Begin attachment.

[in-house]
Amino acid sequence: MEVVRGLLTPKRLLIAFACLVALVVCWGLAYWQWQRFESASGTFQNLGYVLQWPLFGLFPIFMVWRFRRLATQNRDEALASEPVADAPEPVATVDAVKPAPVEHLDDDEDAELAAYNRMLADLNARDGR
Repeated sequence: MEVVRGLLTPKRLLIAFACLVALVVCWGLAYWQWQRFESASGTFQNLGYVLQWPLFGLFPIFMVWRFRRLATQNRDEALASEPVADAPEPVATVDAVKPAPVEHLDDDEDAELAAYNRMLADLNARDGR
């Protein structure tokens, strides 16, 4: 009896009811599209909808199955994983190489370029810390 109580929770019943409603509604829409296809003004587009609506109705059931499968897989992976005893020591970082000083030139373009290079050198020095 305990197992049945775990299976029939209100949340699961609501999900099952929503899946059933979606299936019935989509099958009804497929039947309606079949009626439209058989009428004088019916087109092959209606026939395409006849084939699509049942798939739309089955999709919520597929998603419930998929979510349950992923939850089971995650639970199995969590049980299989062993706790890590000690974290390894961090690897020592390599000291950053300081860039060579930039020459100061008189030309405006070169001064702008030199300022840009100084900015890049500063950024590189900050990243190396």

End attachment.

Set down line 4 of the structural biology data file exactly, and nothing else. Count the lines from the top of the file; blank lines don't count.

């Protein structure tokens, strides 16, 4: 009896009811599209909808199955994983190489370029810390 109580929770019943409603509604829409296809003004587009609506109705059931499968897989992976005893020591970082000083030139373009290079050198020095 305990197992049945775990299976029939209100949340699961609501999900099952929503899946059933979606299936019935989509099958009804497929039947309606079949009626439209058989009428004088019916087109092959209606026939395409006849084939699509049942798939739309089955999709919520597929998603419930998929979510349950992923939850089971995650639970199995969590049980299989062993706790890590000690974290390894961090690897020592390599000291950053300081860039060579930039020459100061008189030309405006070169001064702008030199300022840009100084900015890049500063950024590189900050990243190396």